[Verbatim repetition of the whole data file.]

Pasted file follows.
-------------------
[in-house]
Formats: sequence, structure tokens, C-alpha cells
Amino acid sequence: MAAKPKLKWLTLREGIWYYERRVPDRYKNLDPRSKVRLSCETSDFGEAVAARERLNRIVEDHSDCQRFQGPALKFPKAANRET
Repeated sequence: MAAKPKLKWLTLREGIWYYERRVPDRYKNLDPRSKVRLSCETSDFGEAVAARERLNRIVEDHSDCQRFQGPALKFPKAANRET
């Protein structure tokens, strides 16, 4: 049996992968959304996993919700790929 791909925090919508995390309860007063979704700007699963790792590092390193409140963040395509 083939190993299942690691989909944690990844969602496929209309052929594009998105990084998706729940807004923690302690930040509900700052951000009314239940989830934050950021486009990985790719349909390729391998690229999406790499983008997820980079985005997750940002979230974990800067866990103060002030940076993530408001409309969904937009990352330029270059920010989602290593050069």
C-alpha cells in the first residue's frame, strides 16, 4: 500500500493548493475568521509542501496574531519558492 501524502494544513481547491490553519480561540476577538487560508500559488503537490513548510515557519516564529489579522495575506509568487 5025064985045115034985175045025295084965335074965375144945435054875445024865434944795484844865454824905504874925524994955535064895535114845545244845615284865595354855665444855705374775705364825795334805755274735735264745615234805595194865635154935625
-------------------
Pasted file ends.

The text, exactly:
[in-house]
Formats: sequence, structure tokens, C-alpha cells
Amino acid sequence: MAAKPKLKWLTLREGIWYYERRVPDRYKNLDPRSKVRLSCETSDFGEAVAARERLNRIVEDHSDCQRFQGPALKFPKAANRET
Repeated sequence: MAAKPKLKWLTLREGIWYYERRVPDRYKNLDPRSKVRLSCETSDFGEAVAARERLNRIVEDHSDCQRFQGPALKFPKAANRET
């Protein structure tokens, strides 16, 4: 049996992968959304996993919700790929 791909925090919508995390309860007063979704700007699963790792590092390193409140963040395509 083939190993299942690691989909944690990844969602496929209309052929594009998105990084998706729940807004923690302690930040509900700052951000009314239940989830934050950021486009990985790719349909390729391998690229999406790499983008997820980079985005997750940002979230974990800067866990103060002030940076993530408001409309969904937009990352330029270059920010989602290593050069």
C-alpha cells in the first residue's frame, strides 16, 4: 500500500493548493475568521509542501496574531519558492 501524502494544513481547491490553519480561540476577538487560508500559488503537490513548510515557519516564529489579522495575506509568487 5025064985045115034985175045025295084965335074965375144945435054875445024865434944795484844865454824905504874925524994955535064895535114845545244845615284865595354855665444855705374775705364825795334805755274735735264745615234805595194865635154935625